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Vegetable Oils. Where is the oil located?. Plants use stored oil as food for germinating embryo, caloric content is high so is efficient storage material. Double that of carbohydrates and proteins.

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where is the oil located
Where is the oil located?
  • Plants use stored oil as food for germinating embryo, caloric content is high so is efficient storage material. Double that of carbohydrates and proteins.
  • Oil can be stored in endosperm (castor, coconut), cotyledons (peanut, soybean), scutellum (corn), fruit pulp (palms and olives).
  • Seeds have organelles called as glyxosomes that convert fatty acids into carbohydrates during germination.
  • Mainly hydrocarbons made up of
    • Glycerol (backbone) with three fatty acids chemically bonded to it - triglycerides
  • The number of double bonds determines the level of saturation.
  • Vegetable oils are complex mixtures and saturation levels cannot be calculated directly very easily;
  • % saturation is determined by Iodine method,
  • Iodine breaks ='s and is incorporated. Amount of Iodine left over is determined. Iodine values range from 7 to >200. 70 are called fats (solid at room temperature) and higher values correspond to more unsaturation.
unsaturation and iodine value
Unsaturation and Iodine Value
  • Drying - >150 thin film will dry into impervious coating
  • Semidrying - 100-150
  • Nondrying - 70-100
  • Fats 70
soap making
Soap making
  • Soap is salt of fatty acid
soap making1
Soap Making
  • Water lye (Base)
  • Add oil or fat
    • Glycerol and fatty acids separate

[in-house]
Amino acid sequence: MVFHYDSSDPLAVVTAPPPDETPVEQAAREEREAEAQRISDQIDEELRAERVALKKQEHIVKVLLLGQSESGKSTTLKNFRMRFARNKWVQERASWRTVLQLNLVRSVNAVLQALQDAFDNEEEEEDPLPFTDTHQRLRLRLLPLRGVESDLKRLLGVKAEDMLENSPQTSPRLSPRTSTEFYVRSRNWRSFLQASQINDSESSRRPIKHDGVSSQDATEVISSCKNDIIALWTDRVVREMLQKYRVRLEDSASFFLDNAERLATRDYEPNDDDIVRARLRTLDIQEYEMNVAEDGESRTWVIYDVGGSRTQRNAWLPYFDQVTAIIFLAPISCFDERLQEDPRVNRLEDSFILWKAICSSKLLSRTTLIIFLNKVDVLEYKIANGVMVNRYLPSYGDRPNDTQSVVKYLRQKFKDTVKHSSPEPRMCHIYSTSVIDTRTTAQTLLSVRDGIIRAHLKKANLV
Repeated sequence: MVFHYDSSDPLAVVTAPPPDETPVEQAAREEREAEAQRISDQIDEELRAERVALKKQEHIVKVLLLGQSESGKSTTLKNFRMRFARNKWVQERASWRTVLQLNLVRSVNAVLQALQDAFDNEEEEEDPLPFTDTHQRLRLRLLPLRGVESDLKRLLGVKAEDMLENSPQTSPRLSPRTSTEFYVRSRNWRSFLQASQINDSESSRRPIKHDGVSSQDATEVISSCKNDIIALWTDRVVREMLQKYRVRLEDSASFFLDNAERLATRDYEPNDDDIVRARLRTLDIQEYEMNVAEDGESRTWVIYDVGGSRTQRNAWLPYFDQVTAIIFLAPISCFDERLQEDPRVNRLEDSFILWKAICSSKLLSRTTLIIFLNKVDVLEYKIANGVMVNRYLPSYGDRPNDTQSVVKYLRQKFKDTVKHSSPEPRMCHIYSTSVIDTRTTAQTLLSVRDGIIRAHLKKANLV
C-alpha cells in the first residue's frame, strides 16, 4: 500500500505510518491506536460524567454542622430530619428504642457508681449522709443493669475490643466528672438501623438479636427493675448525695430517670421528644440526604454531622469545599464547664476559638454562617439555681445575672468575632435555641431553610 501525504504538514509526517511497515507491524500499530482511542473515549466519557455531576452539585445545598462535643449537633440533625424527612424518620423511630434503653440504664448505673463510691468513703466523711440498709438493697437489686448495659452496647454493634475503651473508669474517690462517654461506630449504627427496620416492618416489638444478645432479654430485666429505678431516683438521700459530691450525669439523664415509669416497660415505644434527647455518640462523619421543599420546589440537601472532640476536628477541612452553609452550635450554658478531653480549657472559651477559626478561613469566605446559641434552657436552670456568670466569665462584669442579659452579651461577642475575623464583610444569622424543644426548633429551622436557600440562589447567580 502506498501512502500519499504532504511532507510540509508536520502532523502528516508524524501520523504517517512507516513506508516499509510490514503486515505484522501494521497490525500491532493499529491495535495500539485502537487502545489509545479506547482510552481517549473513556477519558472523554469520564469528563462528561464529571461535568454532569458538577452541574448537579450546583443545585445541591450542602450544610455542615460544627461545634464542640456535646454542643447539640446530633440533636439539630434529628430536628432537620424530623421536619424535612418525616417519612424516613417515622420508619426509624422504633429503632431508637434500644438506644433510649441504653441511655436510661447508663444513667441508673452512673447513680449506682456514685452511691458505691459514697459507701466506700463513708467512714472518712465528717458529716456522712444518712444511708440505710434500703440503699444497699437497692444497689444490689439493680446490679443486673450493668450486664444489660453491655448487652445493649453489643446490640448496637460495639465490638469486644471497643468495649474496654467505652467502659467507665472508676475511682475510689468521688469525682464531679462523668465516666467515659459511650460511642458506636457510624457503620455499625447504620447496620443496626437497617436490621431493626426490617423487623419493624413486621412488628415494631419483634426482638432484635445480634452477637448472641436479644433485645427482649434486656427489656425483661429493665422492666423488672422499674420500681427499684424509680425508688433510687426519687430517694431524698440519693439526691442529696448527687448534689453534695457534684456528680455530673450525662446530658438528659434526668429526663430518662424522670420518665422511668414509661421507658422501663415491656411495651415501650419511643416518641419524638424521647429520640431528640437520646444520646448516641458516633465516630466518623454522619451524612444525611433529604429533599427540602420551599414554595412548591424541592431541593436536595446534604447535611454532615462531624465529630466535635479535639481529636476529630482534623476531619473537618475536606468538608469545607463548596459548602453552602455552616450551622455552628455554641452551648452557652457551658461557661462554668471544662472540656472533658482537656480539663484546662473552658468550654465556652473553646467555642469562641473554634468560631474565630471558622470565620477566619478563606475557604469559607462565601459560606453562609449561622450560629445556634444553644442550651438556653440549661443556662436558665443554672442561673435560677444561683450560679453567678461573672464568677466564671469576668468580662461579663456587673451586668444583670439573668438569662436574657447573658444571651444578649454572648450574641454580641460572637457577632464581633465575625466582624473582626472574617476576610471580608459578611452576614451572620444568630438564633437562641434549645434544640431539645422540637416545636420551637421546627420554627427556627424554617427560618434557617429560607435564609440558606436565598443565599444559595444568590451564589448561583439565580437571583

• Fatty acids will react with base to form salt of fatty acid
    • Head which is soluble in water
    • Tail soluble in oil
oil paints and varnishes
Oil Paints and Varnishes
  • Drying or semidrying oils (linseed & tung oil)
    • oil paints are boiled with heavy metal containing compounds (Mg, Co, Pb) which help oils absorb oxygen and form a hard film;
    • varnishes are produced by mixing boiled oils with resins or gums;
    • enamels are varnishes + pigments;
    • paints do not contain gums or resins
  • Latex paints - alkyd resins which are manufactured from fatty acids cleaved from vegetable oils, water soluble
linoleum and jojoba
Linoleum and Jojoba
  • Made up of Oils + gums + synthetic resins + pigments;
    • oils are "blown" which thickens them and makes them soluble in petroleum oils (resins)
    • linoleum is not used much in U.S. anymore.
  • Jojoba - oils is esters rather than triglycerides, originally thought to be good substitute for sperm oil but is not because of high temperature breakdown; however is useful in medicine and cosmetics.
  • Grinding with stones- cold pressing – high quality
  • Steam driven stone press
    • hot pressing
  • Screw press - continuous feed
  • Solvent extraction - follows screw press, hexane
  • Removal of free fatty acids
  • Degumming - removes mucilaginous material
  • Bleaching - removal of pigments